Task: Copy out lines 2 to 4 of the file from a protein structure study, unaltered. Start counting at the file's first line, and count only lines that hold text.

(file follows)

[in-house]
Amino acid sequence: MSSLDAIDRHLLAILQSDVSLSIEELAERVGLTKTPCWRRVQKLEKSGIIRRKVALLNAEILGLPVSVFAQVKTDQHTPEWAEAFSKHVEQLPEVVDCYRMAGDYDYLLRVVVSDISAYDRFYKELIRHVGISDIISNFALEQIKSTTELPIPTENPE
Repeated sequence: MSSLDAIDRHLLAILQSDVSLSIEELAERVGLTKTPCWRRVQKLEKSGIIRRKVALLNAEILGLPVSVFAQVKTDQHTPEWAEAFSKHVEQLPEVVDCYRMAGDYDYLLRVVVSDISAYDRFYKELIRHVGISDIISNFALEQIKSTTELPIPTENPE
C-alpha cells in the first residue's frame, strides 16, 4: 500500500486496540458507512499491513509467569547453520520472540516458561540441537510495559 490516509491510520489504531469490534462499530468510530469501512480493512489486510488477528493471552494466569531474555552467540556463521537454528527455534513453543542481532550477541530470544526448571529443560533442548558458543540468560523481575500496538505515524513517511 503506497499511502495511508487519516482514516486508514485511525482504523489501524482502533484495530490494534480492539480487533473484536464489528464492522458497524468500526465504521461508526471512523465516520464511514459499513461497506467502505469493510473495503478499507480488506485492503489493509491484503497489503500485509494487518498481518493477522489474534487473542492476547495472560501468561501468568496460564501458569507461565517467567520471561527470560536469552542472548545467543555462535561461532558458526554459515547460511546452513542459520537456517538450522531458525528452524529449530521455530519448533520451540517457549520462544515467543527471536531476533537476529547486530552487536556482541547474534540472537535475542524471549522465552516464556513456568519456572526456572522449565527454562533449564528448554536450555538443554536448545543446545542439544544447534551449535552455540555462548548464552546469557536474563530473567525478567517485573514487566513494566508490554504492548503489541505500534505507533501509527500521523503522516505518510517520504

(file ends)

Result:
Amino acid sequence: MSSLDAIDRHLLAILQSDVSLSIEELAERVGLTKTPCWRRVQKLEKSGIIRRKVALLNAEILGLPVSVFAQVKTDQHTPEWAEAFSKHVEQLPEVVDCYRMAGDYDYLLRVVVSDISAYDRFYKELIRHVGISDIISNFALEQIKSTTELPIPTENPE
Repeated sequence: MSSLDAIDRHLLAILQSDVSLSIEELAERVGLTKTPCWRRVQKLEKSGIIRRKVALLNAEILGLPVSVFAQVKTDQHTPEWAEAFSKHVEQLPEVVDCYRMAGDYDYLLRVVVSDISAYDRFYKELIRHVGISDIISNFALEQIKSTTELPIPTENPE
C-alpha cells in the first residue's frame, strides 16, 4: 500500500486496540458507512499491513509467569547453520520472540516458561540441537510495559 490516509491510520489504531469490534462499530468510530469501512480493512489486510488477528493471552494466569531474555552467540556463521537454528527455534513453543542481532550477541530470544526448571529443560533442548558458543540468560523481575500496538505515524513517511 503506497499511502495511508487519516482514516486508514485511525482504523489501524482502533484495530490494534480492539480487533473484536464489528464492522458497524468500526465504521461508526471512523465516520464511514459499513461497506467502505469493510473495503478499507480488506485492503489493509491484503497489503500485509494487518498481518493477522489474534487473542492476547495472560501468561501468568496460564501458569507461565517467567520471561527470560536469552542472548545467543555462535561461532558458526554459515547460511546452513542459520537456517538450522531458525528452524529449530521455530519448533520451540517457549520462544515467543527471536531476533537476529547486530552487536556482541547474534540472537535475542524471549522465552516464556513456568519456572526456572522449565527454562533449564528448554536450555538443554536448545543446545542439544544447534551449535552455540555462548548464552546469557536474563530473567525478567517485573514487566513494566508490554504492548503489541505500534505507533501509527500521523503522516505518510517520504